Do Self-Publishing and eBooks Demonstrate Viability?

Yesterday morning Donna Papacosta interviewed me about ghostwriting for her Trafcom News Podcast. (I’ll post a link directly to the show when it goes up.) Before we recorded, she asked her Twitter followers whether they had any questions for me. This question came in from MJ McConnell just after we finished recording:

Here is my question for Sallie: does she recommend that a first-time author self-publish or produce an eBook to establish themselves as viable (assuming the expertise comes from field work/client case studies)?

It depends.

Okay, yes, that is the standard consultant’s cop-out answer. But it’s true.

If you produce a sloppy, unprofessional eBook and it doesn’t sell—or you can’t even give it away to large numbers of people—that’s going to demonstrate the opposite of viability to publishers you might approach with your next project. The same goes double for a self-published print book. (You can get away with fairly minimal formatting and design if you produce a Kindle version of a text-only eBook, though the book still needs to have good structure, flow, audience-appropriate material, an engaging style, and of course be grammatically correct with correct spelling and punctuation.)

What’s going to establish your viability as an author is selling books. That means having the things that publishers look for in their authors: both a willingness to market and an existing audience to market to. Do you have a mailing list (online or off)? How about blog subscribers? Podcast listeners? Twitter followers? Facebook fans? LinkedIn connections? Do you do regular speaking? What about corporate clients who could buy the book in bulk? If you don’t have any of these things, then just self-publishing a book, even a quality book that you’ve taken time over and hired professionals to help you with, won’t automatically generate readers and buyers.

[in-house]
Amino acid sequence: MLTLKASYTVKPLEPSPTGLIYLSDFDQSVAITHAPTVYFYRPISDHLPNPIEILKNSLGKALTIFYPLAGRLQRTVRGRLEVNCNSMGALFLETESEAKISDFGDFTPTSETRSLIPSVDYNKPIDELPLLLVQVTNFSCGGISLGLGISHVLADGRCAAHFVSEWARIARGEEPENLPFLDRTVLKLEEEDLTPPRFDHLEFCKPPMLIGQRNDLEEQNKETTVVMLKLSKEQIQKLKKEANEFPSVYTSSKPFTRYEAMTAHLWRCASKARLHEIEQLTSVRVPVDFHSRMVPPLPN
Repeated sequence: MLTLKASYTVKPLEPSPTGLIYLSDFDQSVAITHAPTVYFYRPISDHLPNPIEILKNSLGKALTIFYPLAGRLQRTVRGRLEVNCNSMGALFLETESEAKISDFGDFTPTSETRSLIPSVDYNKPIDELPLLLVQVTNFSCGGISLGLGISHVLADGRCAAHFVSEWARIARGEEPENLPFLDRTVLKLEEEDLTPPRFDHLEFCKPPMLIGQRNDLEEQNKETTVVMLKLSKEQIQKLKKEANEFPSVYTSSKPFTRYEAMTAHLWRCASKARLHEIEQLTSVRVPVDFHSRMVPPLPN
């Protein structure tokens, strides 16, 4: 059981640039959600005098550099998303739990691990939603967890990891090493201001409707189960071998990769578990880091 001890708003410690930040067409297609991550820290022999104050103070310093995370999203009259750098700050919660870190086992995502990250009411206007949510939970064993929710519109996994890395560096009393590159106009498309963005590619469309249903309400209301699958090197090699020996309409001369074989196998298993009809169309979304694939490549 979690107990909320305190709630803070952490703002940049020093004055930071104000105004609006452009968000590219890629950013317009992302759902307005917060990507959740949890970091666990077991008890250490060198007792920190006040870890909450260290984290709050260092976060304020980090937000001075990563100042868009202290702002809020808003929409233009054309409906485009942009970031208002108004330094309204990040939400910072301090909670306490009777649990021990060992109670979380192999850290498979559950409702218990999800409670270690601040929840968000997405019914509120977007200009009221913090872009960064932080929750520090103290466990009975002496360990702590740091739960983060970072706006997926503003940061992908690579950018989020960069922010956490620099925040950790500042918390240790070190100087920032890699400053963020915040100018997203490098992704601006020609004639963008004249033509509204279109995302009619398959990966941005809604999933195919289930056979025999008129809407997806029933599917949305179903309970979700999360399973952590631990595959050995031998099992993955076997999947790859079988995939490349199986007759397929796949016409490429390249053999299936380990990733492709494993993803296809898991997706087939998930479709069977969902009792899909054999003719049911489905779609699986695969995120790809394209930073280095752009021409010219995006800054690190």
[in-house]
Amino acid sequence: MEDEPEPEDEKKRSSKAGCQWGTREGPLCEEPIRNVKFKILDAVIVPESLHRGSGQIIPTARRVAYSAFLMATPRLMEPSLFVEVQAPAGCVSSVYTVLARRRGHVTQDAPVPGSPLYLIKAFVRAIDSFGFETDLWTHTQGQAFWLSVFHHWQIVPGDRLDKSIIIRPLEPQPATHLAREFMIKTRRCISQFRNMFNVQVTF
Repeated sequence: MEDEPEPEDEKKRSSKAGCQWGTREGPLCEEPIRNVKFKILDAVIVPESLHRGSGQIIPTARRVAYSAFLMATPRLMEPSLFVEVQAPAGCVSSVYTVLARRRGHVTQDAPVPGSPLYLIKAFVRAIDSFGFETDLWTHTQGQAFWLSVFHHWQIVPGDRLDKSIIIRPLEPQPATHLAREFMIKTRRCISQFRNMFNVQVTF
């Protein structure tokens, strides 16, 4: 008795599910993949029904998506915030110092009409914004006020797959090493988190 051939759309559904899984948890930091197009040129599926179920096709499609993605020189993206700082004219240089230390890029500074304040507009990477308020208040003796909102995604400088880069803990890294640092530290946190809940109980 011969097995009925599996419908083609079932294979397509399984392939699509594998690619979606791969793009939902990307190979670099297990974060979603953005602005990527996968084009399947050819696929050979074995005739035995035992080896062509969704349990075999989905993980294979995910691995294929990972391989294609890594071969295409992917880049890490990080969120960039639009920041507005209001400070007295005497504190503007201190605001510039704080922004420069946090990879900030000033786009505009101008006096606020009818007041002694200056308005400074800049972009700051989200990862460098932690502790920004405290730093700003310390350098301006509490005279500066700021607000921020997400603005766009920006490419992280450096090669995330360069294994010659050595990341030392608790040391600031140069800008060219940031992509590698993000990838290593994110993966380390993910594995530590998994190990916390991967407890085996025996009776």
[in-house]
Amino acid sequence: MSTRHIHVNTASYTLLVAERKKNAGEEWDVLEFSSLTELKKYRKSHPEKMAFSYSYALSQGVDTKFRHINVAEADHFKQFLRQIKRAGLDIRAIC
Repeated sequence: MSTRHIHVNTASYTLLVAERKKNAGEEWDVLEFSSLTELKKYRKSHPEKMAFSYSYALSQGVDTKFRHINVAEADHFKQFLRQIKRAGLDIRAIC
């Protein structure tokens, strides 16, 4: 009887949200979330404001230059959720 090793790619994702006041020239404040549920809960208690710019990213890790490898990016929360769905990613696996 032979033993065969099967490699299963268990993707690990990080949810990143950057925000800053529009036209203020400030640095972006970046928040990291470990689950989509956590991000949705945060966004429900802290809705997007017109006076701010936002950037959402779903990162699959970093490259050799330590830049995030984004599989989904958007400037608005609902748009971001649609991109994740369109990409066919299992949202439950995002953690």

Producing an eBook rather than a paper book (sometimes known as a pBook or even a “tree book”) may give you an edge in sales, because you can set a low price point and encourage impulse buyers. Your royalty may still be equal or greater to what you get on the print book because of lower production costs. (Note that there are still production costs for eBooks, though it’s comparatively easy to make a readable EPUB or Kindle version of a book that’s just text, and much harder to do illustrations, diagrams, equations, etc.) Thriller writer J.A. Konrath is an expert at this, but he had built up a substantial fan base before he made his big push into low-priced Kindle books.

So first, you need a platform—that existing fan base you can market to. Once you have that, you need to decide what your goal is and whether you’re in a position to hire the editor, book designer, cover artist, proofreader, and other staff to create a professional book, then arrange for your printing and distribution, and then fire up your marketing machine. (And you do need a good cover for an eBook, even if you don’t always need quite as much interior design work.) If you aren’t, then you’re going to be better off crafting a good book proposal and approaching agents and publishers.

Selling will still be your job, but at least with a publisher the production end will get taken care of.